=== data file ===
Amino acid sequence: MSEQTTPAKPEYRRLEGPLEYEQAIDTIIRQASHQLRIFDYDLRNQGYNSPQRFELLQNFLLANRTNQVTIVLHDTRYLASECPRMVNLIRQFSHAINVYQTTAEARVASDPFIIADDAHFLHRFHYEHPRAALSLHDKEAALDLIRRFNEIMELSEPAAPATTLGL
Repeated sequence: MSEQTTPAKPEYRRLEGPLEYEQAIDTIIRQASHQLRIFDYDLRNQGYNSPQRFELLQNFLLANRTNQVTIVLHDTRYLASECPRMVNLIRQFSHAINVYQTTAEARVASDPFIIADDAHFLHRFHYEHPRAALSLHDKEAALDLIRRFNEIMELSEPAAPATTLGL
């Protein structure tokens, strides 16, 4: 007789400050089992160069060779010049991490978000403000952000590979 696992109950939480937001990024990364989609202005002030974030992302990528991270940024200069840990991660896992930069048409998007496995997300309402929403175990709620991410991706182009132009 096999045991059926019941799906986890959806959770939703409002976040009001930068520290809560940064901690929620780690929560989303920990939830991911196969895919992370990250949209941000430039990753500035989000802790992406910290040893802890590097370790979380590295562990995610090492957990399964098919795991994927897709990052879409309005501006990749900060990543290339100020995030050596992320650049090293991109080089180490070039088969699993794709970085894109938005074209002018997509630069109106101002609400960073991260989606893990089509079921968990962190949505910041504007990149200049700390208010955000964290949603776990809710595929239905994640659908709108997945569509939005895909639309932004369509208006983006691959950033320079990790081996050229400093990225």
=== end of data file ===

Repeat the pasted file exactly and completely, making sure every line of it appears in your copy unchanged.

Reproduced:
Amino acid sequence: MSEQTTPAKPEYRRLEGPLEYEQAIDTIIRQASHQLRIFDYDLRNQGYNSPQRFELLQNFLLANRTNQVTIVLHDTRYLASECPRMVNLIRQFSHAINVYQTTAEARVASDPFIIADDAHFLHRFHYEHPRAALSLHDKEAALDLIRRFNEIMELSEPAAPATTLGL
Repeated sequence: MSEQTTPAKPEYRRLEGPLEYEQAIDTIIRQASHQLRIFDYDLRNQGYNSPQRFELLQNFLLANRTNQVTIVLHDTRYLASECPRMVNLIRQFSHAINVYQTTAEARVASDPFIIADDAHFLHRFHYEHPRAALSLHDKEAALDLIRRFNEIMELSEPAAPATTLGL
């Protein structure tokens, strides 16, 4: 007789400050089992160069060779010049991490978000403000952000590979 696992109950939480937001990024990364989609202005002030974030992302990528991270940024200069840990991660896992930069048409998007496995997300309402929403175990709620991410991706182009132009 096999045991059926019941799906986890959806959770939703409002976040009001930068520290809560940064901690929620780690929560989303920990939830991911196969895919992370990250949209941000430039990753500035989000802790992406910290040893802890590097370790979380590295562990995610090492957990399964098919795991994927897709990052879409309005501006990749900060990543290339100020995030050596992320650049090293991109080089180490070039088969699993794709970085894109938005074209002018997509630069109106101002609400960073991260989606893990089509079921968990962190949505910041504007990149200049700390208010955000964290949603776990809710595929239905994640659908709108997945569509939005895909639309932004369509208006983006691959950033320079990790081996050229400093990225």